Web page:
Symantec tells customers to disable pcAnywhere

Summary:Security vendor urges users to temporarily stop using its pcAnywhere offering until update is released, as malicious hackers with access to leaked source code can identify vulnerabilities and build new exploits.

Symantec has advised customers to stop using one of its products, pcAnywhere, advising that the remote access software carries increased securiy risk after its blueprints were recently stolen.

The IT security vendor last week confirmed that a 2006 theft of its product source codes put customers at risk of an attack. Several other products including Norton Antivirus Corporate Edition, Norton Internet Security, Norton Utilities and Norton GoBack also had its blueprints stolen.

In a whitepaper released Wednesday, Symantec asked customers to temporarily discontinue usage of pcAnywhere, until it releases a software update to mitigate the risk of an attack.

Symantec said malicious hackers who have access to the source code have an "increased ability" to identify vulnerabilities and build new exploits, and added that customers that do not follow general security best practices are susceptible to man-in-the-middle attacks which can reveal authentication and session information.

The security vendor also acknowledged that some customers had to continue using the affected software for "business critical purposes", but noted that they should use the most recent version of the product and "understand the current risks", which include the possibility that hackers could steal data or credentials.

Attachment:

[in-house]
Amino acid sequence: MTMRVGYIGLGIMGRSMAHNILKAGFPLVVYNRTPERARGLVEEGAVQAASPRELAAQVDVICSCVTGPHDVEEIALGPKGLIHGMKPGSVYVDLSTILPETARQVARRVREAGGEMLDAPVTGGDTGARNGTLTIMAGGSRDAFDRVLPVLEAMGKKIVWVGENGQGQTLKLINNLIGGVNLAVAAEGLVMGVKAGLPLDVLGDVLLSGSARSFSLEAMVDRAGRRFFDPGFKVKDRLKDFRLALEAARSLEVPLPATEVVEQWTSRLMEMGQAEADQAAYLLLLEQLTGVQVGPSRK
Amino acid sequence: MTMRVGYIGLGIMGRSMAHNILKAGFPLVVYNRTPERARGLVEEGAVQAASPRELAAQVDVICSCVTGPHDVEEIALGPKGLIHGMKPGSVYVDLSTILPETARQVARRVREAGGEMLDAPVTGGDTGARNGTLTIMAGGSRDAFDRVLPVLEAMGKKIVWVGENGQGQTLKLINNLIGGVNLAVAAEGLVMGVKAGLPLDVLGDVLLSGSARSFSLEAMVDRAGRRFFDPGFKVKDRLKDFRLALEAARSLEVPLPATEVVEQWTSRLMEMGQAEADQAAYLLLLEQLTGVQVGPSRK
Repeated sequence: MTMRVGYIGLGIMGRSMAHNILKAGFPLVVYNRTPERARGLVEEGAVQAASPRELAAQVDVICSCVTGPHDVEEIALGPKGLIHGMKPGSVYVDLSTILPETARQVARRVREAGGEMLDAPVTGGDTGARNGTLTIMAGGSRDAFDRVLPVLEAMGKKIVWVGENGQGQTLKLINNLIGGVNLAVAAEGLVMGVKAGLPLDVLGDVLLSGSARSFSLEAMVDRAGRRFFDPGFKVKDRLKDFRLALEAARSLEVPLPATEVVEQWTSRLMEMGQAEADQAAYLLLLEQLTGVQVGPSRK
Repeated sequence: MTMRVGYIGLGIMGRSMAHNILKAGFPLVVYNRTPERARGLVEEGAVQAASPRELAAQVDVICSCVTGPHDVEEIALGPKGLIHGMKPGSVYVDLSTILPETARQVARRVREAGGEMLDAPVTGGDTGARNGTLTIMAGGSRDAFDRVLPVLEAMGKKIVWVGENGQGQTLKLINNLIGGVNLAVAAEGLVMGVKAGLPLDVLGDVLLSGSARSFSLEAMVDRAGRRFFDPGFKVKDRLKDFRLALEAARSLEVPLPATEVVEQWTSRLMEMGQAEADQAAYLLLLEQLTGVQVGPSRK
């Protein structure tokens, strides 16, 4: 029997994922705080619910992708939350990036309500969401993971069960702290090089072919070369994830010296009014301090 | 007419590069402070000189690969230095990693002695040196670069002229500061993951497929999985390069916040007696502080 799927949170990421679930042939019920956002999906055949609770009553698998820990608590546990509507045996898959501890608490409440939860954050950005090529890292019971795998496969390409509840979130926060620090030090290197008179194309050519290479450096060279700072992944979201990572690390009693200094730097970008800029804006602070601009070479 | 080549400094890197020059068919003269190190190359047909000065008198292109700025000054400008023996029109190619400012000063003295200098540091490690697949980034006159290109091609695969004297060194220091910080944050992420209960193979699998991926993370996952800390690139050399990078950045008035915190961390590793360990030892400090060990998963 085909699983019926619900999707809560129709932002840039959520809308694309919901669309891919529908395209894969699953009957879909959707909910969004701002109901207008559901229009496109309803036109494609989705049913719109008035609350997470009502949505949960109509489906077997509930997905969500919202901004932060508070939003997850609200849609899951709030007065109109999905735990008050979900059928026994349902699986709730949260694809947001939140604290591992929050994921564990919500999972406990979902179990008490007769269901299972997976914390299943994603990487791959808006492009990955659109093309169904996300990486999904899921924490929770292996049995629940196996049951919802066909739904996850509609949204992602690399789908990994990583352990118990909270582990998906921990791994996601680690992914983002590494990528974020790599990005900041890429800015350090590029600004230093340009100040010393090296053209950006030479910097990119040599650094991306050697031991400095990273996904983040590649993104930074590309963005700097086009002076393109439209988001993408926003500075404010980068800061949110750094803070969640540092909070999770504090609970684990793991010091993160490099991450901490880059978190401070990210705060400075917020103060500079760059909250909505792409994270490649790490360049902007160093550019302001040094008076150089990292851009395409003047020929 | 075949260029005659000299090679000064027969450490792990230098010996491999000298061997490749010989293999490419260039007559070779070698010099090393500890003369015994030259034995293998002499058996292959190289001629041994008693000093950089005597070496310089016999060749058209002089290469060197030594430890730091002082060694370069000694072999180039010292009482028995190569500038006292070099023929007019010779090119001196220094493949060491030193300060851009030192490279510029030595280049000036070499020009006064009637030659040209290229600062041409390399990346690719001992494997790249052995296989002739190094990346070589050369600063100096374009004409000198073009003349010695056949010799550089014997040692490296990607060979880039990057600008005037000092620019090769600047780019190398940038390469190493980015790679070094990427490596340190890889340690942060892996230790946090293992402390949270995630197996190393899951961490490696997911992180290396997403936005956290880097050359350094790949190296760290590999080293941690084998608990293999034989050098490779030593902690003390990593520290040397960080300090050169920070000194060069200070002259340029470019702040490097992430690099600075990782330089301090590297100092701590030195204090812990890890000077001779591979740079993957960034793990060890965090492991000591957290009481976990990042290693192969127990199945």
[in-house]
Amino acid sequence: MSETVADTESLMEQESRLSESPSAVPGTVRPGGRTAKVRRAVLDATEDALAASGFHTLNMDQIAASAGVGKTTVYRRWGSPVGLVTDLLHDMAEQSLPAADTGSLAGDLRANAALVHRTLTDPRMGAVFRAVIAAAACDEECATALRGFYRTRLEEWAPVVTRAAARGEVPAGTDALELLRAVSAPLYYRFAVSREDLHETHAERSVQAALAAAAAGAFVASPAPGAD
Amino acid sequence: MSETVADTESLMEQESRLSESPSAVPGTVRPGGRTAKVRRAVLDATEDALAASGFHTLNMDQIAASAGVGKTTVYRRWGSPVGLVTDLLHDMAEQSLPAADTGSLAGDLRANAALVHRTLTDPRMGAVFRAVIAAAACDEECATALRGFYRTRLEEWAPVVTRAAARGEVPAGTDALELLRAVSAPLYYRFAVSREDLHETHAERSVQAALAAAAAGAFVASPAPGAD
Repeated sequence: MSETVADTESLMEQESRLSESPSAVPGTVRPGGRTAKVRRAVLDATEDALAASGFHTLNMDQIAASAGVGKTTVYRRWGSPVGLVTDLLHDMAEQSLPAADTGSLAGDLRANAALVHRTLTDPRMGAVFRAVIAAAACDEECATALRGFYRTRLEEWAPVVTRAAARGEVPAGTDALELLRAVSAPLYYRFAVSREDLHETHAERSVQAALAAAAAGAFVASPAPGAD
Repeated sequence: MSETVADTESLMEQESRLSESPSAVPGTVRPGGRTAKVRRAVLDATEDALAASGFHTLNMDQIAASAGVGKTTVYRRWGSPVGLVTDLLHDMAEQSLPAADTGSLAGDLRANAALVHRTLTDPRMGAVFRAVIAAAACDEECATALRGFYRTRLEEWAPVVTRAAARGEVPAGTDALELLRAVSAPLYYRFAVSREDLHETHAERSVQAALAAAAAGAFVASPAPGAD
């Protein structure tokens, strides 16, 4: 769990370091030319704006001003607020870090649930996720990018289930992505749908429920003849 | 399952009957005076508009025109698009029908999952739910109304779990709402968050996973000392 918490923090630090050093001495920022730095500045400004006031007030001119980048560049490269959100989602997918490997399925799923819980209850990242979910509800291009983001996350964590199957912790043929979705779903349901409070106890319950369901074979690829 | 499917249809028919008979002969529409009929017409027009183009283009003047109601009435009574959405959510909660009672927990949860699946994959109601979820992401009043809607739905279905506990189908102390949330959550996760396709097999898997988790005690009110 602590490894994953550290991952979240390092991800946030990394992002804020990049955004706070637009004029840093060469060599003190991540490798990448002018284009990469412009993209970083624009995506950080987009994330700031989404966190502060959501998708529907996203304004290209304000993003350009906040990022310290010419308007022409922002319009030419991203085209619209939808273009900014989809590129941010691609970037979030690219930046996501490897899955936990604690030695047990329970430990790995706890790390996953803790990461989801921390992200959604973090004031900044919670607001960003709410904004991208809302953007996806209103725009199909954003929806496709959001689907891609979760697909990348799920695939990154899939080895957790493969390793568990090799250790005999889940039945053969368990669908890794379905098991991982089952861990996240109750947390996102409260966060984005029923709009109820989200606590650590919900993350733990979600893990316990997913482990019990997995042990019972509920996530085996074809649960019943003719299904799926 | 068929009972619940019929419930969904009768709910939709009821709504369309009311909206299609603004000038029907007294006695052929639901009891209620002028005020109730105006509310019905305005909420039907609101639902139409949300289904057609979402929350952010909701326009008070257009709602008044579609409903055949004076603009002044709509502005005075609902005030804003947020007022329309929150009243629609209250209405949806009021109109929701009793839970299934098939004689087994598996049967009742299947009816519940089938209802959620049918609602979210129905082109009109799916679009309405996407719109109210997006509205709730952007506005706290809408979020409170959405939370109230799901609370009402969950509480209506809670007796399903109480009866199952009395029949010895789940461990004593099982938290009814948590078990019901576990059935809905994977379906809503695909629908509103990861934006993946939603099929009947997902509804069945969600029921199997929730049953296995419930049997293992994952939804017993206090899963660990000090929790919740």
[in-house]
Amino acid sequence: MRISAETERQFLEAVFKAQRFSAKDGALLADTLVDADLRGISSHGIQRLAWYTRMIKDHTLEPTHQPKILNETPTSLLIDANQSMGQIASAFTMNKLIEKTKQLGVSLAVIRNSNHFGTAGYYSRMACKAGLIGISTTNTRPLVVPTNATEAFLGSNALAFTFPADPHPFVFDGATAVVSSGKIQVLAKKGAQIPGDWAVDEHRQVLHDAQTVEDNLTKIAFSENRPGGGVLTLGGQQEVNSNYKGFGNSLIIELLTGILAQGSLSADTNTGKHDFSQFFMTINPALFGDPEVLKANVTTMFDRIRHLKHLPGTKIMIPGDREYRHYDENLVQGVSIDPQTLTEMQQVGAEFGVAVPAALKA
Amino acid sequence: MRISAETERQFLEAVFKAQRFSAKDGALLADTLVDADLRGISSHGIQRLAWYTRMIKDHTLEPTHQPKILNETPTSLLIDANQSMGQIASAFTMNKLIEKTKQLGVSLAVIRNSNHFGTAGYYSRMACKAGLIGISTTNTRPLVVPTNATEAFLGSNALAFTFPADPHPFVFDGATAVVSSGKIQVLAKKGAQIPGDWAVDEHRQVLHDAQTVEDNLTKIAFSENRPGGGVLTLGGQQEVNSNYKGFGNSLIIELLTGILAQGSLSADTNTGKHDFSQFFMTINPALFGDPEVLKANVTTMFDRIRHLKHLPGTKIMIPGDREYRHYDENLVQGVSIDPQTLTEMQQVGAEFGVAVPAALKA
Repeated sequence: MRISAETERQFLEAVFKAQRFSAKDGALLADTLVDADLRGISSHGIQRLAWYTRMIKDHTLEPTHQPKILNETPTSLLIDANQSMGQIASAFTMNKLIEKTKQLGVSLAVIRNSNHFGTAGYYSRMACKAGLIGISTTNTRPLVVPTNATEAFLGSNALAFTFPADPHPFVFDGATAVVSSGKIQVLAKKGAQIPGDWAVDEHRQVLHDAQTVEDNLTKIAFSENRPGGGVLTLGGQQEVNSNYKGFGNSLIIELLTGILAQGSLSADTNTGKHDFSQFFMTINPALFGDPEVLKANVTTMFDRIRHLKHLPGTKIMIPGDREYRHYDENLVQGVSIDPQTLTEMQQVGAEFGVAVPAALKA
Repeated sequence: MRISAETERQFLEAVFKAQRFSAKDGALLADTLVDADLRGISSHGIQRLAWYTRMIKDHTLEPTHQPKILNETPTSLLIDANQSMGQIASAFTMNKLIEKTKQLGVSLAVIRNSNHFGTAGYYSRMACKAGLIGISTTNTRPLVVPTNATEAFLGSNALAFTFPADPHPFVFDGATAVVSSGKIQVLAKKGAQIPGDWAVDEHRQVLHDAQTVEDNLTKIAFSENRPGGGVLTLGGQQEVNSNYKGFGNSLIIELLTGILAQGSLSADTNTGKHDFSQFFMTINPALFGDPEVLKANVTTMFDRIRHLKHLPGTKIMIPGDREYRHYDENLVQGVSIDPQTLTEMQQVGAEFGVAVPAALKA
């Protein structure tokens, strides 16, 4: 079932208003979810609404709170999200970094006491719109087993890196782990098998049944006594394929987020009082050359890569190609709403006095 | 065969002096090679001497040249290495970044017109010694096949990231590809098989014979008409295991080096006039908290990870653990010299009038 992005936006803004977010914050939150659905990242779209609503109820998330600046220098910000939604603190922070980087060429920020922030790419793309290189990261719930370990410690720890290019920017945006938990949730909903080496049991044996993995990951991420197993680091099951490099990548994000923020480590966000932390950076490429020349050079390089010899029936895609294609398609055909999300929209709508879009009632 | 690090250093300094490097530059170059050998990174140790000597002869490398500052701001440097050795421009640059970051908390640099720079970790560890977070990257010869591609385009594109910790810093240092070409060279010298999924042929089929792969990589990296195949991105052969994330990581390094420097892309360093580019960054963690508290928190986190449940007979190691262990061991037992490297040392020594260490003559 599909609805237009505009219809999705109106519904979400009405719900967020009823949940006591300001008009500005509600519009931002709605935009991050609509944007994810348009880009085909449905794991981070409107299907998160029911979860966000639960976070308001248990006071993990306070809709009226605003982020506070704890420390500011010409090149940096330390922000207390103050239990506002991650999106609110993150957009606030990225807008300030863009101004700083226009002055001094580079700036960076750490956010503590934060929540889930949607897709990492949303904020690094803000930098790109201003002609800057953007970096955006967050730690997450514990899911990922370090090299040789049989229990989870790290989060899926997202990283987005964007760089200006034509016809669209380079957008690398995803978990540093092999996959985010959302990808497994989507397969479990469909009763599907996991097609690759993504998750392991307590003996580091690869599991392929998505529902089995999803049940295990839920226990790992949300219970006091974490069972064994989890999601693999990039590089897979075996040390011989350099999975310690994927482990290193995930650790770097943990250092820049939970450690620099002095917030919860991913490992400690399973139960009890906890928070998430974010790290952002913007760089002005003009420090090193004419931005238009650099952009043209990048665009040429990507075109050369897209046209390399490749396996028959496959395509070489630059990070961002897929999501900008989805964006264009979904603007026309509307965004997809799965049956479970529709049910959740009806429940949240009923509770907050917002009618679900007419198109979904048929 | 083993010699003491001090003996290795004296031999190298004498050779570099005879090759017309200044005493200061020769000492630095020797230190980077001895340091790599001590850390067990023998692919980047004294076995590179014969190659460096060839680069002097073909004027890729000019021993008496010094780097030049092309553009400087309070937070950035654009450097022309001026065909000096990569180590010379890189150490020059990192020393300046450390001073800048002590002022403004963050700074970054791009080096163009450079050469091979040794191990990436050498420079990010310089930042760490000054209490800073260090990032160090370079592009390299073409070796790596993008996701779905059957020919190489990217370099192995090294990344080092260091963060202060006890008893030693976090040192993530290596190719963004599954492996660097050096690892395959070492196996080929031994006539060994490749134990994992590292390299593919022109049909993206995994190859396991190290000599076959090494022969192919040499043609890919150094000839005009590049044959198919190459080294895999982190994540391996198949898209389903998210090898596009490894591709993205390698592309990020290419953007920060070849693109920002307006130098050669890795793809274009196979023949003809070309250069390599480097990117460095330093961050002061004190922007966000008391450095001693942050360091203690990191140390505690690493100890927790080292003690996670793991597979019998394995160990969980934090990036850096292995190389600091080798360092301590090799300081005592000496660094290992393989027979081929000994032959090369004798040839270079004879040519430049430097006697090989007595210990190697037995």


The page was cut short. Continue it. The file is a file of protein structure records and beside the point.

The company also reiterated its previous stance that users of other software titles were not at heightened risk due to the breach in 2006. "The code that has been exposed is so old that current out-of-the-box security settings will suffice against any possible threats that might materialize as a result of this incident," Symantec said on its Web site.

Cris Paden, the company's spokesperson, also told Reuters in a Wednesday report that Symantec had fewer than 50,000 customers using the standalone version of pcAnywhere, which was available for sale on its Web site for US$100 and US$200 from Wednesday afternoon.

Topics: Security, Developer


Elly grew up on the adrenaline of crime fiction and it spurred her interest in cybercrime, privacy and the terror on the dark side of IT. At ZDNet Asia, she has made it her mission to warn readers of upcoming security threats, while also covering other tech issues.

zdnet_core.socialButton.googleLabel Contact Disclosure

Kick off your day with ZDNet's daily email newsletter. It's the freshest tech news and opinion, served hot. Get it.

Related Stories

The best of ZDNet, delivered

You have been successfully signed up. To sign up for more newsletters or to manage your account, visit the Newsletter Subscription Center.
Subscription failed.